But China can be said to have a functioning form of stakeholder capitalism. Something like 15% of financial flows in the U.S. go toward real investment in the economy, while in China that number is over 40%.
That means Chinese companies prioritize putting a large chunk of their money toward benefiting the actual stakeholders, i.e. the citizens, which improves everyone’s living standards and is beneficial to the whole of society. American corporations use their profits for stock buybacks and other financialization tricks which keep the vast majority of capital from ever trickling down in any appreciable way, nor benefiting the average citizen in the street.
How does China avoid such pitfalls? As I said before, it’s a combination of a stern reining in from the central governmental authority, as well as a cultural, ethnic affinity which allows Chinese CEOs to view citizens as of their own ilk, rather than as “other.” But the fear of state authorities is certainly palpable and serves as great ‘motivation’ in conforming with societal mandates.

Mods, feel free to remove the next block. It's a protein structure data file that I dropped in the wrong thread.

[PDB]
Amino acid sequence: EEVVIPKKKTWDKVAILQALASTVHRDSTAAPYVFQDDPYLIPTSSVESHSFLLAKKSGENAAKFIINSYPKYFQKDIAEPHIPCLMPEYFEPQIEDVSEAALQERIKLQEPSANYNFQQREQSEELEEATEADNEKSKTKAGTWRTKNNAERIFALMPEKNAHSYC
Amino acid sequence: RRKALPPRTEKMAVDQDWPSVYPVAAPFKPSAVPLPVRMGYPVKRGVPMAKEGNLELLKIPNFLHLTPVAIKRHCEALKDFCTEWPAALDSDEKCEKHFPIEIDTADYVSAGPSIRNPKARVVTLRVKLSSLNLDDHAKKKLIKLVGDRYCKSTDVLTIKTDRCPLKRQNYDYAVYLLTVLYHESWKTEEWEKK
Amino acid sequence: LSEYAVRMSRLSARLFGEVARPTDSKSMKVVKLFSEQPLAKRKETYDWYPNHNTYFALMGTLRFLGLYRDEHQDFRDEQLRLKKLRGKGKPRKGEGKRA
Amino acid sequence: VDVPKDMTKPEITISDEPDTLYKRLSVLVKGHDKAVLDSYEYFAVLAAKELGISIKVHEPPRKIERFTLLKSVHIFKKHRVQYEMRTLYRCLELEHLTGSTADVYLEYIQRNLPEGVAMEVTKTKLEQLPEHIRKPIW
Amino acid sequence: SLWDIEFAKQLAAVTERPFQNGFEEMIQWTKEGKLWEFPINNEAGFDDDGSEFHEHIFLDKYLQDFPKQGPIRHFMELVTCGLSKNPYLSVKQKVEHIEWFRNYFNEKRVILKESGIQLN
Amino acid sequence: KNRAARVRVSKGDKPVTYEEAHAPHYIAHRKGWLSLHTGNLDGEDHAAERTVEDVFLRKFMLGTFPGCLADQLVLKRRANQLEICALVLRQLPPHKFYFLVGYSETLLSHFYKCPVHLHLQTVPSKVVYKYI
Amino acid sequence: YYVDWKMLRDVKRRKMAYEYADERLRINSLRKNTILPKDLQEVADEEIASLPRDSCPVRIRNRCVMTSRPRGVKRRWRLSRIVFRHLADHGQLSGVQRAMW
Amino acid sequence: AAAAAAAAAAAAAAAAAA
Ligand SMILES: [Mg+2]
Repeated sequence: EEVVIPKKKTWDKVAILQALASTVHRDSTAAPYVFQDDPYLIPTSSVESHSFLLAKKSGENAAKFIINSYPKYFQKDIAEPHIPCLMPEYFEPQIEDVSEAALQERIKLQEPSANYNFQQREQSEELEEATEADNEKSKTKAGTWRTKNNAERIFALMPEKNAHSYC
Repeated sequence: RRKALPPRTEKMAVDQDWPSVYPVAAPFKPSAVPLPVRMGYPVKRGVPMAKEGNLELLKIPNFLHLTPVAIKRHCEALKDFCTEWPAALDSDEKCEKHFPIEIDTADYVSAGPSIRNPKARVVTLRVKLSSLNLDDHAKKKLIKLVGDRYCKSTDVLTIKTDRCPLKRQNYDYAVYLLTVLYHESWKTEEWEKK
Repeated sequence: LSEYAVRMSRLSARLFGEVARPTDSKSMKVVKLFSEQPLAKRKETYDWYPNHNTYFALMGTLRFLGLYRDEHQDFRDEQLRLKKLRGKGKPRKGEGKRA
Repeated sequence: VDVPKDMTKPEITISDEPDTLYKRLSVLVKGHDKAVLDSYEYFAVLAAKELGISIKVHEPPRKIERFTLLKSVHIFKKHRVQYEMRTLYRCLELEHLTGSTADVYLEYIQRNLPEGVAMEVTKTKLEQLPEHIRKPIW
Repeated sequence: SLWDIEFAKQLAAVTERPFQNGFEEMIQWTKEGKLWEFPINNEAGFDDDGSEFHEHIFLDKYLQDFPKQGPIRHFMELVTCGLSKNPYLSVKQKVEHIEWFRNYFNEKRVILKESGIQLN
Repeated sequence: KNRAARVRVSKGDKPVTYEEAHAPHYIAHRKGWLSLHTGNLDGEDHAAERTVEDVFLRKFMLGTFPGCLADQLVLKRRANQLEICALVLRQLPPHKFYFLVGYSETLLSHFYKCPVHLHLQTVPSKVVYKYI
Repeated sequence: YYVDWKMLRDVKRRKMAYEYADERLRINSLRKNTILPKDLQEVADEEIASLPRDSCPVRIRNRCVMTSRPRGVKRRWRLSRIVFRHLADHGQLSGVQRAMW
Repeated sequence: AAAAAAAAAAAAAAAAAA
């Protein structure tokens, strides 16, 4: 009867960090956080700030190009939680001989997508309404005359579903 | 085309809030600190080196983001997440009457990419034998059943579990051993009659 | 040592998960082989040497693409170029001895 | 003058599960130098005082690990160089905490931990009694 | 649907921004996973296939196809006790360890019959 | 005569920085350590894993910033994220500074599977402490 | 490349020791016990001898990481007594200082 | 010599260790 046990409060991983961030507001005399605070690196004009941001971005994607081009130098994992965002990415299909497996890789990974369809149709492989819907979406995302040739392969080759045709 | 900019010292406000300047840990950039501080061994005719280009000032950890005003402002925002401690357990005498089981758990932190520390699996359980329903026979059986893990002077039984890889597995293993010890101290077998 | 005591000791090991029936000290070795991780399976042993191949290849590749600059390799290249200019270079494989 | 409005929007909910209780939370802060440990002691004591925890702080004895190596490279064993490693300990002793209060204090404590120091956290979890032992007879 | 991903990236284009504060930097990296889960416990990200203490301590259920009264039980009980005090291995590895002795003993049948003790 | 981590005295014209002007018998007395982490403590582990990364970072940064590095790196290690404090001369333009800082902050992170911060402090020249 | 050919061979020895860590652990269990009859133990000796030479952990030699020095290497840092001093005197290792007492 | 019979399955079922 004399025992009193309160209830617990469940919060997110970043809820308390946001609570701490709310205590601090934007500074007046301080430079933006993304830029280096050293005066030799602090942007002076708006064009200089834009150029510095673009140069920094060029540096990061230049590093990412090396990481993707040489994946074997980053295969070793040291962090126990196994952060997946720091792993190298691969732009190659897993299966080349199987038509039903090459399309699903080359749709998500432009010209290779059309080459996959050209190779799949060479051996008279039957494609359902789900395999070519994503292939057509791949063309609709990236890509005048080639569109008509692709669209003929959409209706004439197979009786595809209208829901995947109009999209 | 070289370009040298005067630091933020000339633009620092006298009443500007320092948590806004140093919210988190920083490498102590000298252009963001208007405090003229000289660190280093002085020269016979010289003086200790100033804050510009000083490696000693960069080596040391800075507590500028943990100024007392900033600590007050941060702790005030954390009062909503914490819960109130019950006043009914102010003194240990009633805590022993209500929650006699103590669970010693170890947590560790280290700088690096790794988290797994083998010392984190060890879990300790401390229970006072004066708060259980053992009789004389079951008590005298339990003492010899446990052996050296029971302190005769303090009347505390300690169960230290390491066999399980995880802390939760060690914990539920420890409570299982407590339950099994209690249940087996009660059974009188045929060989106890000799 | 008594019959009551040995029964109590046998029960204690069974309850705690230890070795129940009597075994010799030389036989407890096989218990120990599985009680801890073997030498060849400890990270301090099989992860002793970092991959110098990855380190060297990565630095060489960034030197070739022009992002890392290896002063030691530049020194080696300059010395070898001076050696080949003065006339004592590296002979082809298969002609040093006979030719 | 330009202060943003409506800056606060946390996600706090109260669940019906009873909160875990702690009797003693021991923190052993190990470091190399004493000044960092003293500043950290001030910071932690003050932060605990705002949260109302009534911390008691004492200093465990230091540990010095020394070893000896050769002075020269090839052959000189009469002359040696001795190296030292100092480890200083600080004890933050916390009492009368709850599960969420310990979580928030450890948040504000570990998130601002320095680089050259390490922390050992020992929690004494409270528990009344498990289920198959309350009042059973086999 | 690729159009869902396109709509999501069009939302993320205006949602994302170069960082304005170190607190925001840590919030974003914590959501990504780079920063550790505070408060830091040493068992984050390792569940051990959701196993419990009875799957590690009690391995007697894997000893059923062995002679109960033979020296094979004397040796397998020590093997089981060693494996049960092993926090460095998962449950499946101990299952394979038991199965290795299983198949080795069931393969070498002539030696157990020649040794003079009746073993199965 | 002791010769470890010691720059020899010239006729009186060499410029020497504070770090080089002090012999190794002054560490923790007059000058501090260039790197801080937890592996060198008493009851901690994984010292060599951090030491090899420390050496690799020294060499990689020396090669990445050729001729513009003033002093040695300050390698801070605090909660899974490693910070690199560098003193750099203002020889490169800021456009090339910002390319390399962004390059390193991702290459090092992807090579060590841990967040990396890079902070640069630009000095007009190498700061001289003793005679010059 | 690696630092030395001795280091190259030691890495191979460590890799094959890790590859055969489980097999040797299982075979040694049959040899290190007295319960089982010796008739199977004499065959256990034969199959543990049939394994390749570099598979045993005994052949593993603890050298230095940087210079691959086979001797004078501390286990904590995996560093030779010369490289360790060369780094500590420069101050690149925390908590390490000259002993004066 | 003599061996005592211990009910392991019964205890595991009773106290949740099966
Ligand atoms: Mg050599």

You’re not likely to see the above happen in the U.S. Many will be proud of that fact; the U.S. is a place of “freedom” they say. But it’s the exact kind of freedom the parasitic corporate class prefers as its host.
Top Chinese billionaire Jack Ma was reportedly “disappeared” for some time after going against the grain and criticizing government regulators. Such a thing would never happen in the U.S., where “freedom” reigns—to the infinite glee of the CEOs, who proceed to run roughshod over any and all pesky regulators.
But most people would likely agree that corporations need to be reined in in some way.
Americans are taxed for the purported ‘privilege’ of using things like government roads, facilities, and services, which all require upkeep. For corporations, on the other hand, it’s the opposite; they’re granted large subsidies to establish themselves in a particular city/state, as if it’s a privilege for the people to be graced by their presence. But after draining billions in subsidies from those same people, the corporation will refuse to put any money back into the community, instead recycling it into the financialization whirlpool.
Companies need to face punishment for leeching off society, rather than allowing money to be funneled back to it to support new infrastructure, etc. Most of all, corporate heads need to face demonstratively severe punishment the way they do in China and some other countries.
End the Fed
This one is such a self-explanatory no-brainer that I won’t even spend much time on it, as the idea is so universally accepted and clamored for, and constitutes such simple common sense, as to be almost tautological. The Federal Reserve system serves private banks first, which are its primary constituents as they are the direct shareholders of the reserve system.